QUEBEC-RESEARCH-L ArchivesArchiver > QUEBEC-RESEARCH > 2004-06 > 1087080201
Subject: Excerpt Of History
Date: Sat, 12 Jun 2004 18:43:21 EDT
"The Palatine gleamed in the sunlight as she set out with a full crew, a long
list of passengers, and a hull full of merchandise for the American Colonies
the winter of 1705-1751. Certainly, there was no indication that morning of
the destiny fate had in store for her.
It was not until the first of the storms blew the ship off course that the
passengers began to sense the trouble brewing under the surface between the
Capt. and his crew. By the time the storms had ended, the Capt. was dead, murdered
by his crew, and the passengers were prisoners. During the days which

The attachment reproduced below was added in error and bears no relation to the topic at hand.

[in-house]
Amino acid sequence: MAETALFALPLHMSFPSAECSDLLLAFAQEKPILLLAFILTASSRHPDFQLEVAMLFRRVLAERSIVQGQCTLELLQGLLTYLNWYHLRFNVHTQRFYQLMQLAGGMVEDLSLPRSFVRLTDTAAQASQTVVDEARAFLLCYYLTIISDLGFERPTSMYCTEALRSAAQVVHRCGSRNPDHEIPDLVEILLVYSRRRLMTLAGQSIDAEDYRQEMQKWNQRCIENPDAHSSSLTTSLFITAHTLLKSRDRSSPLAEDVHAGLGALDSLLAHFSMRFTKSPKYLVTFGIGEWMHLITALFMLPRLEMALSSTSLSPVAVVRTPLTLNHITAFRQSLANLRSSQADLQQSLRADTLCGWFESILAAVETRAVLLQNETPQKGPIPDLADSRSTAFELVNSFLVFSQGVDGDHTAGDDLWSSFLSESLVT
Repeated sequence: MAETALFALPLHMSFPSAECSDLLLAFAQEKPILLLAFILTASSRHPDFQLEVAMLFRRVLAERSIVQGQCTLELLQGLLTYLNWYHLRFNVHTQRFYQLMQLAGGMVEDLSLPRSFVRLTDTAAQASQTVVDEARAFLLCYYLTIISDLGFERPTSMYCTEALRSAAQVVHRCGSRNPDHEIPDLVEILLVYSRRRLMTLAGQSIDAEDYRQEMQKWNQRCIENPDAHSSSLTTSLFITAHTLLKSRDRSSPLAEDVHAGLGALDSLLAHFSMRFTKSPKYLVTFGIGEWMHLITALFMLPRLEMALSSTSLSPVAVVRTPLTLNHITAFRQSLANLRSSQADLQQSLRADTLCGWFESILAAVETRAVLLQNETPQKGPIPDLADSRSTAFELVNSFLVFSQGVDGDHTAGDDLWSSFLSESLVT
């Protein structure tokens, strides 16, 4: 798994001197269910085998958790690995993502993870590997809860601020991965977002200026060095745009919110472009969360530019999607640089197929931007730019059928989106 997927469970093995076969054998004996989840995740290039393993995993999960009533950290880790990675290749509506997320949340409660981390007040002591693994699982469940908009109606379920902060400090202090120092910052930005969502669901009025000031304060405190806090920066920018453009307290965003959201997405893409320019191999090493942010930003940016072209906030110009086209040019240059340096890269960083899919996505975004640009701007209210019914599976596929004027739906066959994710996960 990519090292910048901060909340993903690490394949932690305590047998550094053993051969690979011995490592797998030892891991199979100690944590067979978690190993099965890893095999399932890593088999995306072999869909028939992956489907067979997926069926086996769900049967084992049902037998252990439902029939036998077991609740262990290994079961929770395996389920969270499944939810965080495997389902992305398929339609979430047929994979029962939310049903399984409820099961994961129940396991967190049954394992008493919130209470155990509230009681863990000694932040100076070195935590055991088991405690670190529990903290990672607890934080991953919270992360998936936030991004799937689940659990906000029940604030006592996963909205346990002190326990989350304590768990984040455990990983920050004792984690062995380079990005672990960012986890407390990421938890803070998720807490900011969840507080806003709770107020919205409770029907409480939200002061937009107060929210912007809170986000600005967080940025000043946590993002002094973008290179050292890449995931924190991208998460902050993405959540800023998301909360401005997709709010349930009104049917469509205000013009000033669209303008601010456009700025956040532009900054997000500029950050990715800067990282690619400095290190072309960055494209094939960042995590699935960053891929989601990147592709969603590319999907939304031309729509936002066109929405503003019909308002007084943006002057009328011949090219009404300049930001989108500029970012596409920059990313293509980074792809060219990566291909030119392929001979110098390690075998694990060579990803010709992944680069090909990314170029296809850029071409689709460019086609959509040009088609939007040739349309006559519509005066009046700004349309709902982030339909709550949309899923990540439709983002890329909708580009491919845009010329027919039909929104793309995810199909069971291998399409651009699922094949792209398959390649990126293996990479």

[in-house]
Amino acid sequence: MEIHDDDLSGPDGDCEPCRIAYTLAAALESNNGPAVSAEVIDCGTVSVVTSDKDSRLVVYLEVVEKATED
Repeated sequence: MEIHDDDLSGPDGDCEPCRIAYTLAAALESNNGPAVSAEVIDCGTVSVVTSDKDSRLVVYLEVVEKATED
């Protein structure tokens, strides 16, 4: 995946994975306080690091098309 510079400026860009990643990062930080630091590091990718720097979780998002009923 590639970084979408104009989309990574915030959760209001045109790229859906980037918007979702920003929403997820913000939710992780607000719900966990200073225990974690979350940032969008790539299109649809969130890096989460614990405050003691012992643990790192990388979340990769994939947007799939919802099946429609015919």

followed, the sailors forced the passengers to pay exorbitant prices for a bit of
bread and some water to drink.
One morning, the passengers awoke to find that the crew had stolen all of
their money and stores and had abandoned the ship. Terrified, they could do
nothing but ride out the next series of storms sent by the devils which rule the
Atlantic in winter.
The Palatine came to ruin just off Block Island. The shore folk bravely faced
the storm to rescue the starving passengers from the wreck. Then they set
fire to the ship so that it would not endanger any passing ships. But as the ship
burned, the shore folk heard a wild scream. A mad woman, confined on the ship
during the voyage, had been left on board.
Every year since then, on the day of the tragedy, the Palatine reappears off
the shore and is wrecked and burned before the eyes of any who watch for her."